Gregg County now is being sued by an East Mountain man who says it is withholding cellphone records relevant to a lawsuit filed against his hometown.
Meanwhile, East Mountain officials soon could be back in court after an attorney said the city failed to comply with public information requests that were part of the settlement of an earlier lawsuit.
And, according to what officials said at a council meeting this past week, the city's own attorney could be to blame for the lawsuit debacle in East Mountain.
They are the latest developments in a tussle that already has seen multiple lawsuits filed against the city, resignations of appointed and elected officials, allegations that East Mountain hiring violated the Texas Constitution — and that the situation has cost taxpayers dearly.
In the latest twist, attorney Andrew Korn filed motions Wednesday in Upshur County to overturn all orders of dismissal and reopen cases he had previously filed against the city of East Mountain pertaining to open records.
On Thursday, Korn electronically filed a petition with the Gregg County District Clerk's Office in which he is representing Ken Miller in a suit against the county.
In the Gregg County filing, the attorney said the county withheld cellphone records that would show a relationship between former East Mountain Police Chief Betty Davis and deputies and lieutenants within the Gregg County Sheriff's Office that resulted in Davis receiving special treatment from the sheriff's office, such as a failure to act on criminal complaints filed against her.
Gregg County Sheriff Maxey Cerliano said Friday he had not been formally served with a lawsuit and could not respond to questions about it.
In the event of a lawsuit, however, he said all questions would be deferred to the county's attorney, Robert Davis of Tyler. Davis' office was closed Friday, and he could not immediately be reached.
Korn represented Miller, Gari Bellis and Lester Glover in lawsuits the men filed against East Mountain, most of which pertained to the city refusing to comply with requests for public information.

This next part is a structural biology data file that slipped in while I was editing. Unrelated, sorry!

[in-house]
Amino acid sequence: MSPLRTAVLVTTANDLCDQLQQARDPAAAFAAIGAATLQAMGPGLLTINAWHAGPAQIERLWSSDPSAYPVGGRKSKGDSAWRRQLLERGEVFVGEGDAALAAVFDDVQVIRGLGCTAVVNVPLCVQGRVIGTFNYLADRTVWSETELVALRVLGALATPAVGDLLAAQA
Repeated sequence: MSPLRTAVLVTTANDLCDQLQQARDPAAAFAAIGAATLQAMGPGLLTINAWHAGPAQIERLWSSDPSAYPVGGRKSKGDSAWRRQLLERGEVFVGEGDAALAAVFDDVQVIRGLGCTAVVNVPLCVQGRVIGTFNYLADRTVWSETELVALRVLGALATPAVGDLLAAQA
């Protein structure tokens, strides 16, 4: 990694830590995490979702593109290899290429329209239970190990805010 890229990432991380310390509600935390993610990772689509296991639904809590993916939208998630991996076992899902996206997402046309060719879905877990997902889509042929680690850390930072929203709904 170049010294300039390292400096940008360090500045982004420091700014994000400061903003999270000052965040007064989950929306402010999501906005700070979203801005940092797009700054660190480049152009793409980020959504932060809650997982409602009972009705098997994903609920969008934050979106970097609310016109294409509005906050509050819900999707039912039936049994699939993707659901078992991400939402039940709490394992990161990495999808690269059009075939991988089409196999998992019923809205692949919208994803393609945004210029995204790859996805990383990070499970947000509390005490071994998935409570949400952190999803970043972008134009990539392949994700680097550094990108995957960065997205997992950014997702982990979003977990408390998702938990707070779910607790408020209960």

On March 13, the city collectively settled all of the lawsuits. According to terms of the settlement, Mayor Neal Coulter and Davis each were required to resign; the city was required to pay $58,000 to the plaintiffs and their attorney; and it was required to comply with the public information requests.
In the requests, the plaintiffs were seeking Davis' cellphone records; the city paid a portion of her phone bill, which made those records public under state law. The men also were seeking bank statements and other financial records, including copies of canceled checks.
Visiting Judge Paul Banner approved the settlement and ordered the cases collectively be dismissed; however, Banner noted during the hearing that should the city not comply with all terms, the cases could be reopened.
According to the motions Korn filed Wednesday in Upshur County, the city has continued not to produce all of the public records.
According to the motions, the city has:
Failed to produce full and correct copies of canceled checks from any of its bank accounts
Made improper redactions of telephone numbers from Davis' cellphone records, or has made redactions without the proof required to permit such redactions
Redacted telephone numbers that are known to the plaintiffs, "meaning that any claim to confidentiality of those numbers has been waived"
Produced a message log for Davis' cellphone, but only for a 90-day period and reformatted the carrier's message log "to avoid producing an entire category of information"
Failed to produce any text messages, pictures or video from Davis' cellphone numbers for any period of time.
City officials did not answer phone calls from the News-Journal on Wednesday or Thursday. Neither attorney Doug Ritcheson, who represented the city in its original court hearings, nor attorney Lance Vincent could immediately be reached for comment Thursday or Friday.
In the Gregg County lawsuit, Miller is seeking as much as $100,000, as well as a writ of mandamus from a judge that would require the county to release public information.
According to the lawsuit, part of the public information provided by East Mountain after its court hearings showed Davis was having an affair with Lt. Eddie Hope of the Criminal Investigation Division of the Gregg County Sheriff's Office.
The lawsuit claims that as a result of her relationship with Hope, Davis was given special treatment by deputies in the Gregg County division by "failing to meaningfully act on criminal complaints against former Chief Davis and former City of East Mountain Mayor Neal Coulter" and by "using the sheriff's law enforcement authority unequally against (Miller), whenever former Chief Davis asked or encouraged Gregg County deputies to do so."